Tank Lanning is not convinced that Coenie Oosthuizen is the man for the job, but given that Heyneke Meyer is, it is only fair that the burly Free Stater be given a chance to prove his coach and critics right … or wrong.
The Bok’s overall record against France is not too bad: Played 38, won 21, lost 11, drawn 6. And for games played in France the record is fairly similar: Played 17, won 11, lost 5, drawn 1.
However the last 4 games played in France have been won by the Les Bleus, meaning that the Boks last won in France in 1997, when the Boks hammered the home side 52-10 at Parc des Princes. And at the venue for Saturday’s Test, the Stade de France, France have won both Tests played there, 20-10 in 2001 and 26-20 in 2005.
In the French internal league, the Top 14, after 11 rounds of competition this year, only 5 points separates the top 10 teams, with most teams having won 6 and lost 5. And out of the last 10 results, the home side has won 9 of them, the anomaly being a 22 all draw between Castres and Clermont on November 1.
Point being … The French do not lose at home.
In fact, for a long period of time, there was a not so gentlemanly agreement between clubs that basically guaranteed a win for the home side … And woe betide anyone who tried to break the agreement. Players would literally fear for their lives at some away games.
Sure things have moved on a little, but the French still guard that home record fiercely. And while they are often “Shit or Champagne” out back, they continue to breed industrially physical tight forwards that look like chunks of granite smeared in Vaseline. Chunks of granite who regard the scrum as the ultimate physical challenge.
And at the Stade de France, against one of the better scrums in world rugby, we unleash Coenie Oosthuizen as the starting Springbok tighthead prop for the first time. Not good enough to start against Wales and Scotland given that he was a “Work in progress” in terms of his conversion from loosehead to tighthead, after 20 minutes on the skating rink that was Millennium Stadium, and 43 minutes on the cabbage patch that was Murrayfield, he is now good to go?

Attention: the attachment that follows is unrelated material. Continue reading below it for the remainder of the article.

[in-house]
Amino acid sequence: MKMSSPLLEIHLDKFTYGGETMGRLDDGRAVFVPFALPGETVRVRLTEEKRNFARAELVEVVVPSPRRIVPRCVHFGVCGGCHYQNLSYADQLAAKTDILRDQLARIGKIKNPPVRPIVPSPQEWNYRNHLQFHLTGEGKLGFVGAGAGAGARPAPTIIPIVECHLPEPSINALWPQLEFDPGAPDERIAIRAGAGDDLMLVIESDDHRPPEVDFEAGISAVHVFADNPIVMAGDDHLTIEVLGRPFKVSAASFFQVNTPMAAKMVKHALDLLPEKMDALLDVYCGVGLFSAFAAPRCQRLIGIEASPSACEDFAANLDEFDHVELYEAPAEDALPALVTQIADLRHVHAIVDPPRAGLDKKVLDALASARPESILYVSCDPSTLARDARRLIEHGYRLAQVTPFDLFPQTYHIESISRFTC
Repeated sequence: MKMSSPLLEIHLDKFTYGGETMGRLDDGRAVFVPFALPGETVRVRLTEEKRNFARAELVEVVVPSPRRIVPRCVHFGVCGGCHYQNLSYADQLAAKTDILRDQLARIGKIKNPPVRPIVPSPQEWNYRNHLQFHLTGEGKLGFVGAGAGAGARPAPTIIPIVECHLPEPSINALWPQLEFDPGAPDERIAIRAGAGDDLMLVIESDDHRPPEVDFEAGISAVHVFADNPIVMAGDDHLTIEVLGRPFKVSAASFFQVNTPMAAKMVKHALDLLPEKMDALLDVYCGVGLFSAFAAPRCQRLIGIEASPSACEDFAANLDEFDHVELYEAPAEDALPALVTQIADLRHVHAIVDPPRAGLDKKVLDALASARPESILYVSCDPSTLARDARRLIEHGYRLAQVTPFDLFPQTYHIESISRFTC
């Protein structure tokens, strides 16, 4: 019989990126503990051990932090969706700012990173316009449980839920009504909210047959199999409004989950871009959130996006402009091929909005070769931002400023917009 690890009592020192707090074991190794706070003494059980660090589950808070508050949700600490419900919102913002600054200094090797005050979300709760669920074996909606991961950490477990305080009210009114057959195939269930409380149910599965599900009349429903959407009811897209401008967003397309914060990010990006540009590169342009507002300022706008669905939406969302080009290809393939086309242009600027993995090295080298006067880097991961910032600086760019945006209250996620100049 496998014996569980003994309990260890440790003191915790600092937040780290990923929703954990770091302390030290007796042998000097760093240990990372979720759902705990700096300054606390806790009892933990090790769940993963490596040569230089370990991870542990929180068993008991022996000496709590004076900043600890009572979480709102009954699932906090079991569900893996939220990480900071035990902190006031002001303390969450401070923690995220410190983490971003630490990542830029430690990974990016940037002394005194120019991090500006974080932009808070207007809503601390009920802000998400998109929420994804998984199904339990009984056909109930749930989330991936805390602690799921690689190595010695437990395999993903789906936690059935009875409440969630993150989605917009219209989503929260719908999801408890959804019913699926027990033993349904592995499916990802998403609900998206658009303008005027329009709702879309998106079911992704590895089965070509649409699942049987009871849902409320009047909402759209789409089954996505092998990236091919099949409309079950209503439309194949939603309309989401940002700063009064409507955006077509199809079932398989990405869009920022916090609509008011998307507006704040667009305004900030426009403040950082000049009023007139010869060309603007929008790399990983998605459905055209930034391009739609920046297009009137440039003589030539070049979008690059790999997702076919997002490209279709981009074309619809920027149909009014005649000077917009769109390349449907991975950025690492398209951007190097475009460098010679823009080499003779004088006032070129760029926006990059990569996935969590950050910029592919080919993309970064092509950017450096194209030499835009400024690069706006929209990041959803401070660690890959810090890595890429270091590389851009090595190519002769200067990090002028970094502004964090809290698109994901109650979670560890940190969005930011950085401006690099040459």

“It’s unfair to keep starting props ahead of him” say the coaching staff this week … No bloody kidding! Surely if you are good enough to bench for the Boks, you are good enough to start? What happens if the tighthead pulls a hamstring running onto the field? Don’t laugh, it’s been done before …
As the poor 3 of you who read this column regularly will know, I am not close to being convinced that Oosthuizen is the man for the job, but given that Heyneke Meyer is, it is only fair and just that the burly Free Stater be given a chance to prove his coach right or wrong. Prove him right, and I will suck eggs while eating humble pie, and more importantly, shut the hell up on the subject. Prove him wrong, and I will hold back on the “I told you so’s” for as long as possible.
And given Meyer’s obsession with having Oosthuizen as the tighthead cover on the bench, the Boks now head into the final game of the year with a player starting at tighthead for the first time, and a debutant tighthead on the bench. How Lourens Adriaanse has not been given a single minute of game time in his months with the team this year is beyond me.
Tighthead prop is probably the only position in which we do not know who our backup players are. So at least we will get some answers to some pretty important questions on Saturday. That the answers might dictate the outcome of the game is a bit of a worry.
What Oosthuizen does not lack, though is backup! With a 6/2 split on the bench, it is pretty damn clear what the game plan is going to be – blunt force trauma via 14 sledge hammers disguised as Bok forwards! Play a drinking game where you drink every time either Habana or Pietersen get the ball, and you will definitely be able to drive home from the game!
Part of this post first appeared as a column on Sport24